(The Center Square) – The federal government issued a scathing report on the Illinois Department of Employment Security’s failure to disclose misspending during the pandemic.
A report from the U.S. Department of Labor’s Office of the Inspector General highlights Illinois for failing to submit required information on the taxpayer dollars spent during the COVID-19 pandemic, including to fraudsters.
The Inspector General said it is important to obtain the information in order to prevent fraud in the future.
“Without accurate state performance information, Congress and the ETA (Employment & Training Administration) are not able to fully assess state activities and mitigate the risk of overpayments and fraud for future programs of a similar nature,” the report said.
A state audit released in June found nearly $2 billion dollars in federal money intended to assist unemployed Illinoisans during the pandemic was lost to fraudulent claims. The audit found that, of the $3.6 billion in unemployment claims paid out from July 2020 through June 2021, nearly $1.9 billion was found to be fraudulent.
The state audit found that IDES failed to implement general information technology controls over Pandemic Unemployment Assistance and failed to maintain accurate pandemic unemployment assistance claimant data.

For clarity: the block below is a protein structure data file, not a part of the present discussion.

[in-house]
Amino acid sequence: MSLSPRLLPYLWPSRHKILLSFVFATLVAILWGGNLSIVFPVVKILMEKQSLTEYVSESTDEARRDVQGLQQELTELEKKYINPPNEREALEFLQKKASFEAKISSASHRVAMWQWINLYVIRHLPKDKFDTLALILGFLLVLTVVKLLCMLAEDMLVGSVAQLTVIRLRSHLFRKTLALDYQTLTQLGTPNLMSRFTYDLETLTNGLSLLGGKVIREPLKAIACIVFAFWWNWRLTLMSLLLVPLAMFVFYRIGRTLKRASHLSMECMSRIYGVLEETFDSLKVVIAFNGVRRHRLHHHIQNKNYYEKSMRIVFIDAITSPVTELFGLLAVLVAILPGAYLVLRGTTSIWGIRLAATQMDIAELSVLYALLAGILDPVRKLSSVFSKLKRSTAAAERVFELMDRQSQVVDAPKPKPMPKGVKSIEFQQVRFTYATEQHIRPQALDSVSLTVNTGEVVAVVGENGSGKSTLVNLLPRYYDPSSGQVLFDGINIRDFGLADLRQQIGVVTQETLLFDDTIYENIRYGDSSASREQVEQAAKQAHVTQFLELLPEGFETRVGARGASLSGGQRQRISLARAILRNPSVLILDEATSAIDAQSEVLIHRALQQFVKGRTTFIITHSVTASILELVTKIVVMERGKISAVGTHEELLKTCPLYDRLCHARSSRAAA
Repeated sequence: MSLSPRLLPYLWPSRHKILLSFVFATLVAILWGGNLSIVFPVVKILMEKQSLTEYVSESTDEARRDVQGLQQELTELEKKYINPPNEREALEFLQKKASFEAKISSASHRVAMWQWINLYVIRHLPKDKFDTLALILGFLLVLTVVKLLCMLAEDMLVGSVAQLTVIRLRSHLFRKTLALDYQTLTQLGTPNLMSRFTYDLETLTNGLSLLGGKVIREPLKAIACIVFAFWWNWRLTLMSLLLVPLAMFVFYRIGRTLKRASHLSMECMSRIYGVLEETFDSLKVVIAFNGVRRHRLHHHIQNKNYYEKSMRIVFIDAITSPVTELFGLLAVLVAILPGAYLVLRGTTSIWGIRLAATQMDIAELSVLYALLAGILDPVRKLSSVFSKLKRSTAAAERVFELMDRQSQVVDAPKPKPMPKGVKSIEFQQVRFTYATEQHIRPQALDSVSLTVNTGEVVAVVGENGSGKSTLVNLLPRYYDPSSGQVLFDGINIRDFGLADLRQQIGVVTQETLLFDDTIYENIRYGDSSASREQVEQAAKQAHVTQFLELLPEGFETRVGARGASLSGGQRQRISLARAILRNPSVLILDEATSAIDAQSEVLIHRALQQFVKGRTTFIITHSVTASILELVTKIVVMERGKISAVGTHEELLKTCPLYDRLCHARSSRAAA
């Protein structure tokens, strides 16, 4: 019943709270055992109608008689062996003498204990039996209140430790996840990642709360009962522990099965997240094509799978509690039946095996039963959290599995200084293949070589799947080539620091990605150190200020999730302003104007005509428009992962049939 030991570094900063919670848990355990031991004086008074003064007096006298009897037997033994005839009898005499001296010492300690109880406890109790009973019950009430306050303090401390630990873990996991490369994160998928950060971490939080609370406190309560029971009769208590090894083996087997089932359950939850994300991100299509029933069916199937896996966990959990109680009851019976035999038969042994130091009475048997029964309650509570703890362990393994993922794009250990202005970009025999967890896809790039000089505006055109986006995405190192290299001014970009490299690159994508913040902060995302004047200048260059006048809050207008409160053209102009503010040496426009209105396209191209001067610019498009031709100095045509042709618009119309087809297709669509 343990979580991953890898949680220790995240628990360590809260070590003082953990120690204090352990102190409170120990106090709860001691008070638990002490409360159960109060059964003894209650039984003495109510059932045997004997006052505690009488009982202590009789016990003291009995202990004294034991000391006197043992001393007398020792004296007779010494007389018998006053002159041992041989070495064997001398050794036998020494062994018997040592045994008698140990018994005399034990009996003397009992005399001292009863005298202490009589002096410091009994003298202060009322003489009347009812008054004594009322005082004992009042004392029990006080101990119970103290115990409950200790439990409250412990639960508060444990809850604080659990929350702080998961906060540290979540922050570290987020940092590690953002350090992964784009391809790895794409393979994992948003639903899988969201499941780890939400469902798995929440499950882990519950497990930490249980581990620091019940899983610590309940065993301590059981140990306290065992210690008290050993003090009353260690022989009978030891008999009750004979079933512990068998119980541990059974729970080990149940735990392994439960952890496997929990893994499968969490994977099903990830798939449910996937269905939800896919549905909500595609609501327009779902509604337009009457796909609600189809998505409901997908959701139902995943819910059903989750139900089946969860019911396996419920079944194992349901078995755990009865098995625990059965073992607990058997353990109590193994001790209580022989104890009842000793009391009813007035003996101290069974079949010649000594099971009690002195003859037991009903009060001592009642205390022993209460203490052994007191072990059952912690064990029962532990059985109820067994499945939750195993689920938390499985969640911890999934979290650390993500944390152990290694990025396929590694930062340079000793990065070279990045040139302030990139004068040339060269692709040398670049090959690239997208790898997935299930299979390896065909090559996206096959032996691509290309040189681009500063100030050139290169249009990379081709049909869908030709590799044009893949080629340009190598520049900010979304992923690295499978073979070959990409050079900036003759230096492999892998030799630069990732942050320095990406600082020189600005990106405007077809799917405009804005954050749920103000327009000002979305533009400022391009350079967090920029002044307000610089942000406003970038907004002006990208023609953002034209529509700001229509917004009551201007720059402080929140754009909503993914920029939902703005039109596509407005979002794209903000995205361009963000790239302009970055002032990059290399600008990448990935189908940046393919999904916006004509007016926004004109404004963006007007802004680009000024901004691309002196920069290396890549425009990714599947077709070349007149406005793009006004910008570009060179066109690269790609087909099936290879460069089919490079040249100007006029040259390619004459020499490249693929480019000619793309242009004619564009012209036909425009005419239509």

Officials at IDES blamed insufficient and flawed federal guidance.
Haywood Talcove, the CEO of Lexis-Nexis Risk Solutions, said at the height of the pandemic, there were directions on how to swindle the agency, something IDES officials were oblivious to.
“On the ‘Dark Web’ explains how to get past the Illinois Department of Employment Security tools to get a benefit paid,” said Talcove. “They should know about that before I know about that.”
Illinois was one of a few states that borrowed to pay unemployment claims during the pandemic. The state paid down some of the $4.5 billion using federal COVID-19 relief dollars, but still carries a $1.8 billion balance with taxpayers covering the accrued interest.
A request for comment from IDES went unanswered.
Two bipartisan bills were signed into law Friday aimed at holding accountable people who commit fraud under pandemic relief programs.
The two new laws will extend the time period prosecutors have to prosecute people who committed fraud through the Paycheck Protection Program or COVID-19 Economic Injury Disaster Loan program, extending the statute of limitations for criminal and civil enforcement against a borrower to ten years.